Tuesday, June 14, 2005

New Priests

by Steve Ray on June 14, 2005

Last Sunday Janet and I had tears in my eyes as we watched a new priest celebrate Mass for the first time. He was one out of five priests ordained this year in our diocese and he is a member of our parish — Christ the King in Ann Arbor, MI. He gave much credit to two solid priests in love with Jesus and the Church who had influenced him years ago. One of them was the priest who received us into the Church 11 years ago – Fr. Ed Fride and the other a Londoner and good friend Fr. Pat Egan.

I sat and watched this new priest celebrate his first Mass full of joy and excitement — fulfilling his dream. He is solid, orthodox, and ready to serve the people of God. At the reception for his ordination we met a number of other young new priests. Some had booming voices; others had softer, more contemplative tones. Some were obvious theologians and others administrators. But what they all had in common was a love of God and the Catholic Church. You could see it in their eyes and sense it oozing from their pores – they were glowing. This was the real things and they knew it.

There are a lot of older priests who are terrified of these guys. They have worked their whole lives to “modernize” the Church – trying to make Her acceptable to feminists, liberals, and renegade liturgists. They have succeeded to some degree. But these new priests (and the newly evangelized lay people) will have none of this rebellion. They understand the Church, have rediscovered the Fathers and following John Paul II they understand celibacy, the theology of the body, and the firm resolve to obey and teach the truth. The Church is like a roller coaster zooming through the centuries. There are high points and low points. The Church is always reforming and always in need of reform. I am so thrilled to live in a point in history when we are on an upswing. The more problems in the Church, the more grace God pours out upon his people and these new priests are great gifts from God.

The new priests are ready to restore the local churches to their former beauty and obedience. They are ready to call the faithful to evangelism, holiness, and orthodoxy. They are ready to lay their lives down for the Lord and for Holy Mother Church. They love the liturgy as it is supposed to be celebrated. They remind me of a scene from one of my favorite movies: The Shawshank Redemption. Andy Dufresne had never given up hope while in prison. He finally escaped by crawling through a 500 yard-long sewer pipe. He says something like “I crawled through 500 yards of foul excrement and have come out clean.” Many of the seminarians have gone through seminaries less than faithful to the full teaching and practice of the Church. Many seminaries have been dominated by less than faithful modernists who have tried to create these seminarians in their dissenting image and yet they have come out clean. (Side note: there is hope here too since some seminaries are turning around and faithfully serving the Church – Sacred Heart in Detroit is a good example.)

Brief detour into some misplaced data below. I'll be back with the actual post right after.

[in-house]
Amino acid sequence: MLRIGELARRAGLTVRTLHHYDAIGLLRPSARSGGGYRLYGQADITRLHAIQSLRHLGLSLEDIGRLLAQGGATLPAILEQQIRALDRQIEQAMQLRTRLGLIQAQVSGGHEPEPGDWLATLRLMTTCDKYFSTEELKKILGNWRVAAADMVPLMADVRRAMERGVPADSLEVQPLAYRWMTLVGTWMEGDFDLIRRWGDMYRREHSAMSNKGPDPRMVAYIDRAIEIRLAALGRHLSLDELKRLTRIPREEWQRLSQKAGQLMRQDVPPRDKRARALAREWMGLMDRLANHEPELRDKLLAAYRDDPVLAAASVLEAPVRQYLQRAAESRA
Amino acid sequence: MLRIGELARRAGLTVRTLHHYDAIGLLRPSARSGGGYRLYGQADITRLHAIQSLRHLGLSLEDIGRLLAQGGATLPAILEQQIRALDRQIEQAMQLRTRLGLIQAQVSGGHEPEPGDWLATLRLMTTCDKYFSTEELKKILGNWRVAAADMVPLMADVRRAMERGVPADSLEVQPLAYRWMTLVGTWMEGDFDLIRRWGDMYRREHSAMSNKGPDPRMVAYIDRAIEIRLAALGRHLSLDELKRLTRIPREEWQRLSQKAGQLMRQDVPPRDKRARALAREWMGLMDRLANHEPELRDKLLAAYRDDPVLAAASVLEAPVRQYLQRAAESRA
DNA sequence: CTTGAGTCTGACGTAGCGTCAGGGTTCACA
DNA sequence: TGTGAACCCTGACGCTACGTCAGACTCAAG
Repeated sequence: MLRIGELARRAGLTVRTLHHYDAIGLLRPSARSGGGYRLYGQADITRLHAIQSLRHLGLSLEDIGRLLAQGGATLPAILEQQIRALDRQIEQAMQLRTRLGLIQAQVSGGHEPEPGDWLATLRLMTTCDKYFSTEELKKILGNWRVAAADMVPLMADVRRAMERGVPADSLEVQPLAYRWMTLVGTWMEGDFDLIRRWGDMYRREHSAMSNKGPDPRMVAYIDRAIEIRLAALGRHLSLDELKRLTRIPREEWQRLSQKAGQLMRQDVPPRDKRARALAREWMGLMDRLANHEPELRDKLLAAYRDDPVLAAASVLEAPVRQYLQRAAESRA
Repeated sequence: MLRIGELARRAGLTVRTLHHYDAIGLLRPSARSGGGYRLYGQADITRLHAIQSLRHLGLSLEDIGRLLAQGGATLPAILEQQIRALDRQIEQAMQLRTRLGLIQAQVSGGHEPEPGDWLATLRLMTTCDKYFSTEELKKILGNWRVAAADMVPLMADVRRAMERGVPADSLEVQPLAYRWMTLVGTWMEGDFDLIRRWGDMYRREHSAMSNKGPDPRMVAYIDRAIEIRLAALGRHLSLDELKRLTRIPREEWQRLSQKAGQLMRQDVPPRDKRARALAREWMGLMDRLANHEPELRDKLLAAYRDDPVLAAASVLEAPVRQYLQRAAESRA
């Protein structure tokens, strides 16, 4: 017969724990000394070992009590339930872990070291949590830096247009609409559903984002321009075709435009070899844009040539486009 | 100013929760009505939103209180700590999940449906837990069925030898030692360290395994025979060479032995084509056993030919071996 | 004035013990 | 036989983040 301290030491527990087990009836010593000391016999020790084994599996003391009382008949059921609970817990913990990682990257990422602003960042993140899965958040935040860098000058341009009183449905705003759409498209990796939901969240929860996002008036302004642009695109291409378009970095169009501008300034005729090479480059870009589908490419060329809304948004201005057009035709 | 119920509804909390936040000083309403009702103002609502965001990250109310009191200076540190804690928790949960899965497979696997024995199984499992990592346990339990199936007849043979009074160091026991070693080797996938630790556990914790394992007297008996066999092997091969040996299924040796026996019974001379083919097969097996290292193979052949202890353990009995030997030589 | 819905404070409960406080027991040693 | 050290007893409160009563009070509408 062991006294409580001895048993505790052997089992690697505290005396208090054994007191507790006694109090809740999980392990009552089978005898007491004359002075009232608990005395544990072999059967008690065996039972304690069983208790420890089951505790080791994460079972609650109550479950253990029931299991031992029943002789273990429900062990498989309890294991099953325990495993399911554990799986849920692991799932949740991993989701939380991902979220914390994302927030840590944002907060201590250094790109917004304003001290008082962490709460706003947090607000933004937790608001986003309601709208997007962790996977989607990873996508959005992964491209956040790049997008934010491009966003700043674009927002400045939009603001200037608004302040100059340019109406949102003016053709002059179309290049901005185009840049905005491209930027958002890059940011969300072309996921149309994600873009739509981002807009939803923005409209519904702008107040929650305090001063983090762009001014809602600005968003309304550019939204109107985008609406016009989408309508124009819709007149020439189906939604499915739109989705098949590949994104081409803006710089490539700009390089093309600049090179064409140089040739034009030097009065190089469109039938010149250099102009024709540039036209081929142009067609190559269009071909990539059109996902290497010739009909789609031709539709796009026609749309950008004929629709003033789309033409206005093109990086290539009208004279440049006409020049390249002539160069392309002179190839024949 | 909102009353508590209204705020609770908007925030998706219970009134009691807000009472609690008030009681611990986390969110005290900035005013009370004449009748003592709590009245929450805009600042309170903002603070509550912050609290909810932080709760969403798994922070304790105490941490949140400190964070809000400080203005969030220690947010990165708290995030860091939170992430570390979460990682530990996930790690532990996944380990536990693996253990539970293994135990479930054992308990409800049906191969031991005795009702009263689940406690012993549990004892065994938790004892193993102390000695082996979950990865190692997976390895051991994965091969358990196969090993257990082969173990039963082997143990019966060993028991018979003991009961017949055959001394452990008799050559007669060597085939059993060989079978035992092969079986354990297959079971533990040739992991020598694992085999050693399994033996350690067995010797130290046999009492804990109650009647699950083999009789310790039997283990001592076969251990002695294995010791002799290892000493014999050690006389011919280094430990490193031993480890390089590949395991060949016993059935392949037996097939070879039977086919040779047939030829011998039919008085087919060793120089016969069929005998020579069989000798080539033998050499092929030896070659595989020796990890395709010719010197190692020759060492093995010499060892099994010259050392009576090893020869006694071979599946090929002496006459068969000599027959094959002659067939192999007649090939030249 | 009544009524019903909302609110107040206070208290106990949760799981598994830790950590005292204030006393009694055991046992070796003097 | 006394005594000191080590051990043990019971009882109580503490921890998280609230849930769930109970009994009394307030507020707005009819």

But many new priests have gone through problem seminaries with dissident instructors but by the grace of God they have come out clean at the other end. Janet and I were witnesses to this blessed action of the Holy Spirit last weekend as we rejoiced in the faith and obedience of these new priests. I think our bishop likes them too. Bishop Mengeling is a convert and a good example of what a bishop should be. He is appointing them to important posts and giving them significant parishes. He is working from within to restore the Church.

I thank God for these young men and never fail to encourage them, hug them, and support them in every way I can. You too should welcome them with open arms and support them as they struggle — and they are struggling — to resist the old guard and restore your Church!


The Sneeze

by Steve Ray on June 14, 2005

They graduating class walked in to the crowded auditorium with rich maroon gowns flowing and their traditional caps.  They looked almost as grown up as they felt.
This class would not pray during the commencements — not by choice but because a court ruling prohibited it. The principal and several students were careful to stay within the guidelines of the ruling.
They gave inspirational and challenging speeches, but no one mentioned God and no one asked for blessings on the graduates or their families.
The speeches were nice, but they were routine……until, the final speech.
A solitary student walked proudly to the microphone. He stood still and silent for just a moment, and then, it happened. All 92 students SNEEZED — every single one of them!!
The student on stage simply looked at the audience and said," GOD BLESS YOU — EACH AND EVERY ONE!" And he walked off stage.
The audience exploded into applause. The graduating class found a unique way to invoke God's blessing on their future with or without the court's approval.


Why do we have to Speak English?

by Steve Ray on June 14, 2005

An officer in the U. S. Naval reserve was attending a conference that included admirals from both the U. S. Navy and the French Navy. At a cocktail reception, he found himself in a small group that included personnel from both navies.

The French admiral started complaining that whereas Europeans learned many languages, Americans learned only English.

He then asked: "Why is it that we have to speak English in these conferences rather than you speak French?"

Without hesitating, the American Admiral replied: "Maybe it's because about 60 years ago the Brits, Canadians, Aussies and Americans did you a big favor; they arranged it so you would not have to speak German."